Here’s a great review by Lee Wilkinson summarizing a research study on improvisational music therapy with autism published in Autism:
According to the authors, “The temporal structure of music and the specific use of musical attunement in improvisational music therapy suggests that we can help children with autism experience and develop affective skills in a social context.” Creating music relates to the child’s expression, interest and focus of attention may evoke responses from the child to a therapist creating such relational music for them. Moreover, improvising music together is an emotionally engaging process. Music can be an attractive medium, allowing the child his/her own space and the choice of objects, at the same time engaging the child with different objects of the therapist’s choice.
[R]esults of this exploratory study found significant evidence supporting the value of music therapy in promoting social, emotional and motivational development in children with autism. The findings highlight the importance of social-motivational aspects of musical interaction between the child and the therapist, the therapeutic potential of such aspects in improvisational music therapy, and the relative value of less directed and more child centered approaches for children with autism. The authors conclude, “Both previous and the current study indicate that we should use music within the child’s focus of attention, behavioral cue and interests, whether it is improvised or precomposed.”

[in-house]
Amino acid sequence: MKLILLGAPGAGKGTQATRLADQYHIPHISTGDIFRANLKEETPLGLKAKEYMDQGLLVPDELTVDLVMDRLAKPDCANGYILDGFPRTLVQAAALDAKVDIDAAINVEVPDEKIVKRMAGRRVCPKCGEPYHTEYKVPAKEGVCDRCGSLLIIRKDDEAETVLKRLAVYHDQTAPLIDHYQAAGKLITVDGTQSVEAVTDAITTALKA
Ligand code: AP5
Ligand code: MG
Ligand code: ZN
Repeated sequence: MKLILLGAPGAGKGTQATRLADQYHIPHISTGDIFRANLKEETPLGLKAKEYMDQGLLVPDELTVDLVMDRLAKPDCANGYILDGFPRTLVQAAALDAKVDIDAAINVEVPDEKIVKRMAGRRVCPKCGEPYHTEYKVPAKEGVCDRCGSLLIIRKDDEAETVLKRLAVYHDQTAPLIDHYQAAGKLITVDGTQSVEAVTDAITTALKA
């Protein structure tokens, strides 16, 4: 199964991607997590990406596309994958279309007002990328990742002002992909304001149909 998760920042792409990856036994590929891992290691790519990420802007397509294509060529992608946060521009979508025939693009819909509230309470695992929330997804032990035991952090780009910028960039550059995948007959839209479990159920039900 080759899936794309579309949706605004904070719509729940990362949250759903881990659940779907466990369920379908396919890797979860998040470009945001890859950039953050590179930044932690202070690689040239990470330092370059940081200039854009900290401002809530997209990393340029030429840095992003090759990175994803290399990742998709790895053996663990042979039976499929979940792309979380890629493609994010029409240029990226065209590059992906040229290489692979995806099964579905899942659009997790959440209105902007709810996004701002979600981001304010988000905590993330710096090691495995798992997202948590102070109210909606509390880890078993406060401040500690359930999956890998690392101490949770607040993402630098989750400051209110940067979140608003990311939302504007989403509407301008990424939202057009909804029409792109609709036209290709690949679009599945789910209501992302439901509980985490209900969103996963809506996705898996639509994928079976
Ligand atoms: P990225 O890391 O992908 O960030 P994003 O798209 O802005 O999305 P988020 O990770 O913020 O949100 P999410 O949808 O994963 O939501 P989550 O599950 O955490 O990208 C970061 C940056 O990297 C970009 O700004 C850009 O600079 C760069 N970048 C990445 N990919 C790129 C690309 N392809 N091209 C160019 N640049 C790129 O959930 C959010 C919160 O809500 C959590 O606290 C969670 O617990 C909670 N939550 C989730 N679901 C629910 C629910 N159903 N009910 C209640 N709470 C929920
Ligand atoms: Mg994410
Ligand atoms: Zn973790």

Original source: autism
Kim, J., Wigram, T., & Gold, C. (2009) Emotional, motivational and interpersonal responsiveness of children with autism in improvisational music therapy. autism, Vol. 13 (4) 389-409. Retrieved from: http://aut.sagepub.com/content/13/4/389.full.pdf+html